Despite his parents’ and siblings’ nudging, he couldn’t and wouldn’t front up. He transferred to a lab technician course and within a couple of years was elbow-deep doing the tech work he loved. No public speaking involved.

My mother did manage to teach. She showed a natural talent for shorthand. When she learnt shorthand in high school in the 1940s — Pitman, the same I learnt in the late 1970s in Australia and would later use as a newspaper reporter — she wouldn’t need to practice.

“The other girls would have to keep writing and practising the short forms for homework, but I just looked at a sign and remembered what it meant,” she said, one arched eyebrow raised as if that revealed her super-learning technique.

When she matriculated, along with her peers, she went through the motions of ‘asking’ for a job in her chosen field.

“I want to work on a cotton farm in Slovenia,” she wrote, hankering for life in her parents’ homeland.

Meanwhile, another student who shared the same first name and surnames as her had asked to work as a stenographer in a government ministry. That student’s father was a communist party official, and with cronyism rife, was able to pull strings.

So, in error my mother got the stenographer job in Belgrade at the Ministry of Electricity. She shrugged and got into it. Her namesake was sent to rural Slovenia with no recourse. Huffy, no doubt.

Mum’s stenography talent had her run classes within the ministry before long. A good chunk of her job. When she was 29, she eloped with my dad to France.

Siblings as role models

My elder sisters also sought teaching roles and, with a few pivots, continue. Lydia, enrolled in a primary teacher degree, but after three weeks switched high school because that university meant she wouldn’t have to leave the family home.

She’d retrain but never work as a psychologist, also gain qualifications in special education, pivot off that for home-care assessments work as well as high school maths and geography teaching. Lydia is now a primary school teacher in Canada.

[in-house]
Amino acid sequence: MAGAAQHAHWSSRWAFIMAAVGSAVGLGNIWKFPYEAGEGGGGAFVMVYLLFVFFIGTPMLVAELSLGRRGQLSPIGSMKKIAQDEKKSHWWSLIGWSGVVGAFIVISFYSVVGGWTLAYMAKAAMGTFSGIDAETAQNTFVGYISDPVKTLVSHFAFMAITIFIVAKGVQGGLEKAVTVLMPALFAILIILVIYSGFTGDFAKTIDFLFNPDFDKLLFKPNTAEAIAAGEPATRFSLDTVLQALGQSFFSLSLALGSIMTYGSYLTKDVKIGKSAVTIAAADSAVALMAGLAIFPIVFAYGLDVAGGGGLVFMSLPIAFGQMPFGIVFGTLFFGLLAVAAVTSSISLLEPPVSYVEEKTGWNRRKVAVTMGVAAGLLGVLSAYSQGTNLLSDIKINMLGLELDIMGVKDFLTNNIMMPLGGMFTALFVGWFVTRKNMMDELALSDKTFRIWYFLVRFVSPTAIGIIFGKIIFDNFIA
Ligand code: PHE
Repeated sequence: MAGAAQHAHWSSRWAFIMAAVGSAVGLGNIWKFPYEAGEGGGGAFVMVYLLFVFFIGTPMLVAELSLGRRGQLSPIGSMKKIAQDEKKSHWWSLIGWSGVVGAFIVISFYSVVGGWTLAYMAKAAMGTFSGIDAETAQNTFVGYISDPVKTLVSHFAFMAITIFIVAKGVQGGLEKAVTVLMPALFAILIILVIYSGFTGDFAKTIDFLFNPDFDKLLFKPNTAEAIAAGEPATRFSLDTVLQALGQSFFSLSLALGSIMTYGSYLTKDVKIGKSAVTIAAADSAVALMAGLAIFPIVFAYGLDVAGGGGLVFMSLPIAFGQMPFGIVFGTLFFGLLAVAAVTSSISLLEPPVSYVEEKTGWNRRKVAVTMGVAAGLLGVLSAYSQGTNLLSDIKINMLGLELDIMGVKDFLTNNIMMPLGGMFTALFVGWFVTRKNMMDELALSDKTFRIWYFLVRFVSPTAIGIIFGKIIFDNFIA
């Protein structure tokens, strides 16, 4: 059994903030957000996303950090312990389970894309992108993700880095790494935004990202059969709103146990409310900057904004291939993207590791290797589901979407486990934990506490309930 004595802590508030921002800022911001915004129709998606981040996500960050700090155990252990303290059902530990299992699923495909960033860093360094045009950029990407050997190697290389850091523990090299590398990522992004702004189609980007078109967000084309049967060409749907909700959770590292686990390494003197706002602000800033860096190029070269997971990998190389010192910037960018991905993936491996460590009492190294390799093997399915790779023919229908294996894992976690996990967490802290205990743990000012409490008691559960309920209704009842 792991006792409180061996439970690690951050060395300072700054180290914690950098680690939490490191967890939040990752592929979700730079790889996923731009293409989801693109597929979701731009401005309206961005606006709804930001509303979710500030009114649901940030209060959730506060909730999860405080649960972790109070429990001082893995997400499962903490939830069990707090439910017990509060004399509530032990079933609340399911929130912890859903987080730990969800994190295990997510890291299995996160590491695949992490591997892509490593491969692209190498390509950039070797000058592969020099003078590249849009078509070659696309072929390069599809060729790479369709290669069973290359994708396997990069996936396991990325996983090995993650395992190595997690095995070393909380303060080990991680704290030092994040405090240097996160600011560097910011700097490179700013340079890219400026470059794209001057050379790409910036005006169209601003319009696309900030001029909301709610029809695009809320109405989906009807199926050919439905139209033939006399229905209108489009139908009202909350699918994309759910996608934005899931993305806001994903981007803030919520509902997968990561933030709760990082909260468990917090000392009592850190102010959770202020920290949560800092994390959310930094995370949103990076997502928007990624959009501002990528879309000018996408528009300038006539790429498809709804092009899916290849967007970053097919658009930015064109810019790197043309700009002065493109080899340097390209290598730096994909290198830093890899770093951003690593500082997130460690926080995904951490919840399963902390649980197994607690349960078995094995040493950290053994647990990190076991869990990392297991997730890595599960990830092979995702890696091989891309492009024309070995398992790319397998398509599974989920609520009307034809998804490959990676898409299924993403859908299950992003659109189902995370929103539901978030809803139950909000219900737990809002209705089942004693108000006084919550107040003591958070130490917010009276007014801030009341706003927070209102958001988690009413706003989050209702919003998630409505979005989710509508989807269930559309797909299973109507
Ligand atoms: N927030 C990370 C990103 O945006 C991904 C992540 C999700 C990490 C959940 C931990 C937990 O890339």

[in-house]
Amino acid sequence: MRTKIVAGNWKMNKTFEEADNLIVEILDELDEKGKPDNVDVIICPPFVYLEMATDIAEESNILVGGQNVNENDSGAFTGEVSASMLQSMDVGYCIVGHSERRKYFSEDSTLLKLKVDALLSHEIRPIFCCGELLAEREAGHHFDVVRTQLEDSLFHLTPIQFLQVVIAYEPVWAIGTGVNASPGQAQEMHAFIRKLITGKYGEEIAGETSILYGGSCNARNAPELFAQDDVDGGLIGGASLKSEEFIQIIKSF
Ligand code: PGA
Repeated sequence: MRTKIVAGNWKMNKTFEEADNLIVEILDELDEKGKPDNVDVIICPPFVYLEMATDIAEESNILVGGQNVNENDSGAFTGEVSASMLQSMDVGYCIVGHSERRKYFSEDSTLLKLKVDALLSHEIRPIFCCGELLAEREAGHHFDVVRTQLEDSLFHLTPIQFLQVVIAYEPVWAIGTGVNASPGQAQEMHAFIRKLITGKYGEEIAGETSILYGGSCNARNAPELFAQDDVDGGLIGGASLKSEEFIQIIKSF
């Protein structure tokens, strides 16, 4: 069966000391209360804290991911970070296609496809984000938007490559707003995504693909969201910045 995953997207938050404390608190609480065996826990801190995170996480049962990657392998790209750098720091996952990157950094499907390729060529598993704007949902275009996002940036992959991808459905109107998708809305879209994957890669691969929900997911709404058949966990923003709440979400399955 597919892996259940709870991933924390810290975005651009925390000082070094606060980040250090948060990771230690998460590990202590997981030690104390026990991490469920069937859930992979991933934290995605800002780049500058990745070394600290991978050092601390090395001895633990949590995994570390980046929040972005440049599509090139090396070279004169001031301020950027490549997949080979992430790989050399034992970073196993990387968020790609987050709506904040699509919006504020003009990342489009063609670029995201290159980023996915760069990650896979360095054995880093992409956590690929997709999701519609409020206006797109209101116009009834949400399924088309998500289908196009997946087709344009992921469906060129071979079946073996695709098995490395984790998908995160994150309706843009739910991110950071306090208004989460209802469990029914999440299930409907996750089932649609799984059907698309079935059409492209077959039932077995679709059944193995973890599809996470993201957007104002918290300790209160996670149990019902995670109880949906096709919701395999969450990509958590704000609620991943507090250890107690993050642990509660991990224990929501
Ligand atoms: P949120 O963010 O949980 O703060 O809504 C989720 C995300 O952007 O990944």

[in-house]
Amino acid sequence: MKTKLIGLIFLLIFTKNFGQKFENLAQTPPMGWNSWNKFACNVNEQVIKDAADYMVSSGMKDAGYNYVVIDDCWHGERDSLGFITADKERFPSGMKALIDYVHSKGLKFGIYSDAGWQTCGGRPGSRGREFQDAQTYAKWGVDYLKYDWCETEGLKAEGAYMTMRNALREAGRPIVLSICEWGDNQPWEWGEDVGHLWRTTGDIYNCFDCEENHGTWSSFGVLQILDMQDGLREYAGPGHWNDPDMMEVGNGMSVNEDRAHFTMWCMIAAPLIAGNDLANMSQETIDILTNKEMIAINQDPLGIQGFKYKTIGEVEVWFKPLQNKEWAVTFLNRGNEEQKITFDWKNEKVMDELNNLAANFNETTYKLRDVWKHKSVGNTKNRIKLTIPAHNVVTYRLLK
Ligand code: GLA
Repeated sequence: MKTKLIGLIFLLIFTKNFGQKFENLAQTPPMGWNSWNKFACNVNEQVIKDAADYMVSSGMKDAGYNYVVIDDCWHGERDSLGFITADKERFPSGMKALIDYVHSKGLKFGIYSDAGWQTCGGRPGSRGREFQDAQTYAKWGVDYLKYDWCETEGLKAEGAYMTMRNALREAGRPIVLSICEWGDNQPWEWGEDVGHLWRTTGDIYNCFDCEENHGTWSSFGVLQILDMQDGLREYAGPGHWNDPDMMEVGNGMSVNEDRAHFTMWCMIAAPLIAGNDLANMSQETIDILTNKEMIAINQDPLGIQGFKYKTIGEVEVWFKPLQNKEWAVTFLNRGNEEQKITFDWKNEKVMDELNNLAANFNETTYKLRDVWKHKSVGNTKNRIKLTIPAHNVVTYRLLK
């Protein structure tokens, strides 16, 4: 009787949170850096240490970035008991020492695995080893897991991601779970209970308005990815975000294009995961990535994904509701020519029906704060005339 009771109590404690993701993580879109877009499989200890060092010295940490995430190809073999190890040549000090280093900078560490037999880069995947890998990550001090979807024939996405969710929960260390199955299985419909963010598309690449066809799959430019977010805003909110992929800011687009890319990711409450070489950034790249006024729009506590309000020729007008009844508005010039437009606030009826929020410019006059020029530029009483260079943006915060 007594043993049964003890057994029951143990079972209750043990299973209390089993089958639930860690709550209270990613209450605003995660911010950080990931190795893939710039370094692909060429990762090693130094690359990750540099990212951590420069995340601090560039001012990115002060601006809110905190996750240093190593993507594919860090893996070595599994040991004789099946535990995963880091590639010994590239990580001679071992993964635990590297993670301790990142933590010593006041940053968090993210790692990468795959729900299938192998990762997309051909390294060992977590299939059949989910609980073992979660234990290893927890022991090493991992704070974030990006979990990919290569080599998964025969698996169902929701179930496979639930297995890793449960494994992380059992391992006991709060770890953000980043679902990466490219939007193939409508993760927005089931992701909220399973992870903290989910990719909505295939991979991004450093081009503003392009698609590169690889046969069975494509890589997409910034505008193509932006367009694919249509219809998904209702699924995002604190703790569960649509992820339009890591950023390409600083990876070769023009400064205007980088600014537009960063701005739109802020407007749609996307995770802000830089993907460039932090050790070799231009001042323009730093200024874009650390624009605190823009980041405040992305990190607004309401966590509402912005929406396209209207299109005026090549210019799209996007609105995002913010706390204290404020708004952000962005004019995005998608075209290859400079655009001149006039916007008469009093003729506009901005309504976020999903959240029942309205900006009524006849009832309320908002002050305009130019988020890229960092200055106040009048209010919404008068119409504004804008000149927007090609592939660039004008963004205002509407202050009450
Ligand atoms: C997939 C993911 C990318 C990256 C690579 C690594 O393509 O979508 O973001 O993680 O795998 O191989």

As a child, she’d set up a blackboard in our inner-Melbourne concreted backyard and sit my other sister, Mary and me on chairs for her pretend class. We’d squirm, rock our chairs on the uneven concrete dad had poured, sometimes reach out to pat our cats, look anywhere but the blackboard knowing it would push our big sister’s buttons.

Eventually, she gave up.

Later, when she tried to teach me to play the piano, my tactic was to stop the lesson with ‘my palm is itchy’. But, I wasn’t kidding. It was. I’m not sure why. When I, too, had piano lessons with the proper piano teacher, I never needed to scratch my palm.

Mary would later enrol in a primary school teaching degree. As soon as the tutor had handed out an assignment, she would scoot to the library to find the required reading texts. Once she found herself battling with another student for the same book. Both grabbing, both squealing they’d seen it first. That’s how she met one of her best friends she would know for many years after they’d both left the course, seemingly lured away by their boyfriends proposing and the need to bring in a wage to nest down.

Swayed by emotions and relationships.

And they’re at the core of what floats the boat for most teachers. “Teaching is emotional and intensely interpersonal; it is also intrapersonal. It is a mix of one-to-one relationships and one-to-many relationships,” says Indira Nair in her chapter Joy of Being a Teacher[2].

But as a newbie teacher, my focus wasn’t on relationships. It was about getting over my own fear of public speaking while hoping my passion for learning would rub off on offers, somehow.

How to do this is tricky without an understanding of pedagogy — the method and practice of teaching.

Stepping into a classroom of my own

And that was me, a pedagogy-free novice teacher in Zagreb in that last year of the Homeland War in 1995.

Through my contacts, I’d heard an international school in the city centre was looking for a teacher of English. Wedged in between apartment blocks, featuring a couple of asphalt rectangles and little vegetation, this was definitely an urban school.

As I walked in for the interview, the kids were on their break, yet among the cacophony, I could hear one of them singing. I walked over to this pre-teen. He was singing The Rolling Stone’s Starf**ker.

Forgetting I wasn’t speaking his first language, I said: “You need to stop. They are bad words.”

He shrugged and went back to singing the chorus, which I now know has 12 ‘Starf**kers’.